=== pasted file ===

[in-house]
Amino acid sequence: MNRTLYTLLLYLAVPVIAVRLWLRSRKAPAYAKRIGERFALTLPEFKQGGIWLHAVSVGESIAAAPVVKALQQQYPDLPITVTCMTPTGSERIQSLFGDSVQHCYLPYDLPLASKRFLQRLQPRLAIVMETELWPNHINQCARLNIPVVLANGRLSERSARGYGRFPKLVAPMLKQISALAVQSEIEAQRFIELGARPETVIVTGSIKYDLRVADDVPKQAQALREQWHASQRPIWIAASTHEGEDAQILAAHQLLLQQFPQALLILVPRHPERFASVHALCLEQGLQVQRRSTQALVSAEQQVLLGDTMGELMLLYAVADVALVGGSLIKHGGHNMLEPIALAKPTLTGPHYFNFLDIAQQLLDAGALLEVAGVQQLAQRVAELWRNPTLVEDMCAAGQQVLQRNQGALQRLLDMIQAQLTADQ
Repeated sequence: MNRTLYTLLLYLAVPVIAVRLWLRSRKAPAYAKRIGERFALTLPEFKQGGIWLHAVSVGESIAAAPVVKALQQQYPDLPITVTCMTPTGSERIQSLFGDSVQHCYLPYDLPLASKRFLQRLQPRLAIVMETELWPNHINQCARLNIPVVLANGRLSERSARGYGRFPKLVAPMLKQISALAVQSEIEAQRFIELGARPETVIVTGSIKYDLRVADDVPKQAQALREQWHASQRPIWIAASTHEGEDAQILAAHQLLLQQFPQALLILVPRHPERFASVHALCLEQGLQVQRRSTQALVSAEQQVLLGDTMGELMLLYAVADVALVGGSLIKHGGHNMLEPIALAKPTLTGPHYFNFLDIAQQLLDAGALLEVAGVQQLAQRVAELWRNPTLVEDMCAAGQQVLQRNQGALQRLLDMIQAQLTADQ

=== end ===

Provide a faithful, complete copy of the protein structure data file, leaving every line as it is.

[in-house]
Amino acid sequence: MNRTLYTLLLYLAVPVIAVRLWLRSRKAPAYAKRIGERFALTLPEFKQGGIWLHAVSVGESIAAAPVVKALQQQYPDLPITVTCMTPTGSERIQSLFGDSVQHCYLPYDLPLASKRFLQRLQPRLAIVMETELWPNHINQCARLNIPVVLANGRLSERSARGYGRFPKLVAPMLKQISALAVQSEIEAQRFIELGARPETVIVTGSIKYDLRVADDVPKQAQALREQWHASQRPIWIAASTHEGEDAQILAAHQLLLQQFPQALLILVPRHPERFASVHALCLEQGLQVQRRSTQALVSAEQQVLLGDTMGELMLLYAVADVALVGGSLIKHGGHNMLEPIALAKPTLTGPHYFNFLDIAQQLLDAGALLEVAGVQQLAQRVAELWRNPTLVEDMCAAGQQVLQRNQGALQRLLDMIQAQLTADQ
Repeated sequence: MNRTLYTLLLYLAVPVIAVRLWLRSRKAPAYAKRIGERFALTLPEFKQGGIWLHAVSVGESIAAAPVVKALQQQYPDLPITVTCMTPTGSERIQSLFGDSVQHCYLPYDLPLASKRFLQRLQPRLAIVMETELWPNHINQCARLNIPVVLANGRLSERSARGYGRFPKLVAPMLKQISALAVQSEIEAQRFIELGARPETVIVTGSIKYDLRVADDVPKQAQALREQWHASQRPIWIAASTHEGEDAQILAAHQLLLQQFPQALLILVPRHPERFASVHALCLEQGLQVQRRSTQALVSAEQQVLLGDTMGELMLLYAVADVALVGGSLIKHGGHNMLEPIALAKPTLTGPHYFNFLDIAQQLLDAGALLEVAGVQQLAQRVAELWRNPTLVEDMCAAGQQVLQRNQGALQRLLDMIQAQLTADQ